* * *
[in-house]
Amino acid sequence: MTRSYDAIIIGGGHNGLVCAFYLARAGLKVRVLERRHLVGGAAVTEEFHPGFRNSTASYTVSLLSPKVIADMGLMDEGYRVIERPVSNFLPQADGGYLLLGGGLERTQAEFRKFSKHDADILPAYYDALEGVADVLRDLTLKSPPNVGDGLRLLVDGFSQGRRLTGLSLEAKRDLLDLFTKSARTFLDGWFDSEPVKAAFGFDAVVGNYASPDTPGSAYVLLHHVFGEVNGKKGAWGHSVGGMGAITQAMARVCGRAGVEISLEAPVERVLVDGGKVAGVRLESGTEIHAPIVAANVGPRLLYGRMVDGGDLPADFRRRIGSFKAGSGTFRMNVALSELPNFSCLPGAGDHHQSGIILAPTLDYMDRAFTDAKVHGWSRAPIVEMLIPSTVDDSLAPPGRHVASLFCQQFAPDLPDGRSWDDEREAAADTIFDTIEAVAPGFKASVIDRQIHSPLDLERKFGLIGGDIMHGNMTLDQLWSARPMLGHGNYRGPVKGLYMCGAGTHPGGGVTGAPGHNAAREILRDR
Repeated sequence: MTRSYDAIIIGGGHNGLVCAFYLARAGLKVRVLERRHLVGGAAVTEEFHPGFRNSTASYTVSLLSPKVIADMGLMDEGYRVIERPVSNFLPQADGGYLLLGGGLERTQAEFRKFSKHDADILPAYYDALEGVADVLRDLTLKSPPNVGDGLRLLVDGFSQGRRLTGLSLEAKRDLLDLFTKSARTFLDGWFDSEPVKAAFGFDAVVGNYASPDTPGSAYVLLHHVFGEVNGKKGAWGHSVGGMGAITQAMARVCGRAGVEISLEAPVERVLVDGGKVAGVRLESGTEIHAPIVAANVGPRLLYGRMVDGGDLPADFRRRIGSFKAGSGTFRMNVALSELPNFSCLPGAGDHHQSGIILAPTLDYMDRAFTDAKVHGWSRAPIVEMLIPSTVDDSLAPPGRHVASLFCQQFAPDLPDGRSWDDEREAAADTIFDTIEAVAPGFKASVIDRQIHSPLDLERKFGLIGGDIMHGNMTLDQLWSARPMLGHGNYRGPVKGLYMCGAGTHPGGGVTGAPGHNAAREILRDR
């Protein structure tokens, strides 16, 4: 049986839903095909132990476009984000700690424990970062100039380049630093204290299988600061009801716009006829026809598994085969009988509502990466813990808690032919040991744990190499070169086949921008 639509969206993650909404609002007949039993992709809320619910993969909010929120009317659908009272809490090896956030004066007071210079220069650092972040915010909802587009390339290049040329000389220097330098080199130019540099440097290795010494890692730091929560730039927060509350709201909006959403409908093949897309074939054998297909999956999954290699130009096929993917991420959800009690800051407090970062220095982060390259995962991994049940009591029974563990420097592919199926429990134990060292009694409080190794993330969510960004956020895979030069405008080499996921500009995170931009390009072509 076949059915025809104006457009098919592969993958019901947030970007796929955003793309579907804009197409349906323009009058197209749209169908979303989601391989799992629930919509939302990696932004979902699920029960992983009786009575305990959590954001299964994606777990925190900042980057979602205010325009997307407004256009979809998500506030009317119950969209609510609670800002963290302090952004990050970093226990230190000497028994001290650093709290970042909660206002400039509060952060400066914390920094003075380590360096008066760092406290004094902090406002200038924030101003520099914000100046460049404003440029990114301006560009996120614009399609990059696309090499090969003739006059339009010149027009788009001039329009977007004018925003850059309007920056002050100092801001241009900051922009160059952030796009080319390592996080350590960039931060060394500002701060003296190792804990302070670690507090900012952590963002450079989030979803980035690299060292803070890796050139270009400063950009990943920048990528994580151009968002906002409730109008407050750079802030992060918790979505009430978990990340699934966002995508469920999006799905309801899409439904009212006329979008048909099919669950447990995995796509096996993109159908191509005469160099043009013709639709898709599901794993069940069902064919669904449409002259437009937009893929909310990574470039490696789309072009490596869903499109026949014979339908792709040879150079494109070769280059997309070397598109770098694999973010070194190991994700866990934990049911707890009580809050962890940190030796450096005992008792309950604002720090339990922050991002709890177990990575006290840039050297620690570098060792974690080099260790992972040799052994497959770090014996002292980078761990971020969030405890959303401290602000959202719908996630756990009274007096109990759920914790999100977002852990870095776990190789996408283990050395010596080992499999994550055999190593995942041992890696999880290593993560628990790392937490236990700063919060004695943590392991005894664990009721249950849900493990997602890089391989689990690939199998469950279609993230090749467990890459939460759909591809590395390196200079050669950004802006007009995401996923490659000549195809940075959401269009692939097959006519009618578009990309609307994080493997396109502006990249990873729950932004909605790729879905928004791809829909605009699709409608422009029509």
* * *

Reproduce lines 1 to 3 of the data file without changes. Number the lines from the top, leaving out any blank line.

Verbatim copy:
[in-house]
Amino acid sequence: MTRSYDAIIIGGGHNGLVCAFYLARAGLKVRVLERRHLVGGAAVTEEFHPGFRNSTASYTVSLLSPKVIADMGLMDEGYRVIERPVSNFLPQADGGYLLLGGGLERTQAEFRKFSKHDADILPAYYDALEGVADVLRDLTLKSPPNVGDGLRLLVDGFSQGRRLTGLSLEAKRDLLDLFTKSARTFLDGWFDSEPVKAAFGFDAVVGNYASPDTPGSAYVLLHHVFGEVNGKKGAWGHSVGGMGAITQAMARVCGRAGVEISLEAPVERVLVDGGKVAGVRLESGTEIHAPIVAANVGPRLLYGRMVDGGDLPADFRRRIGSFKAGSGTFRMNVALSELPNFSCLPGAGDHHQSGIILAPTLDYMDRAFTDAKVHGWSRAPIVEMLIPSTVDDSLAPPGRHVASLFCQQFAPDLPDGRSWDDEREAAADTIFDTIEAVAPGFKASVIDRQIHSPLDLERKFGLIGGDIMHGNMTLDQLWSARPMLGHGNYRGPVKGLYMCGAGTHPGGGVTGAPGHNAAREILRDR
Repeated sequence: MTRSYDAIIIGGGHNGLVCAFYLARAGLKVRVLERRHLVGGAAVTEEFHPGFRNSTASYTVSLLSPKVIADMGLMDEGYRVIERPVSNFLPQADGGYLLLGGGLERTQAEFRKFSKHDADILPAYYDALEGVADVLRDLTLKSPPNVGDGLRLLVDGFSQGRRLTGLSLEAKRDLLDLFTKSARTFLDGWFDSEPVKAAFGFDAVVGNYASPDTPGSAYVLLHHVFGEVNGKKGAWGHSVGGMGAITQAMARVCGRAGVEISLEAPVERVLVDGGKVAGVRLESGTEIHAPIVAANVGPRLLYGRMVDGGDLPADFRRRIGSFKAGSGTFRMNVALSELPNFSCLPGAGDHHQSGIILAPTLDYMDRAFTDAKVHGWSRAPIVEMLIPSTVDDSLAPPGRHVASLFCQQFAPDLPDGRSWDDEREAAADTIFDTIEAVAPGFKASVIDRQIHSPLDLERKFGLIGGDIMHGNMTLDQLWSARPMLGHGNYRGPVKGLYMCGAGTHPGGGVTGAPGHNAAREILRDR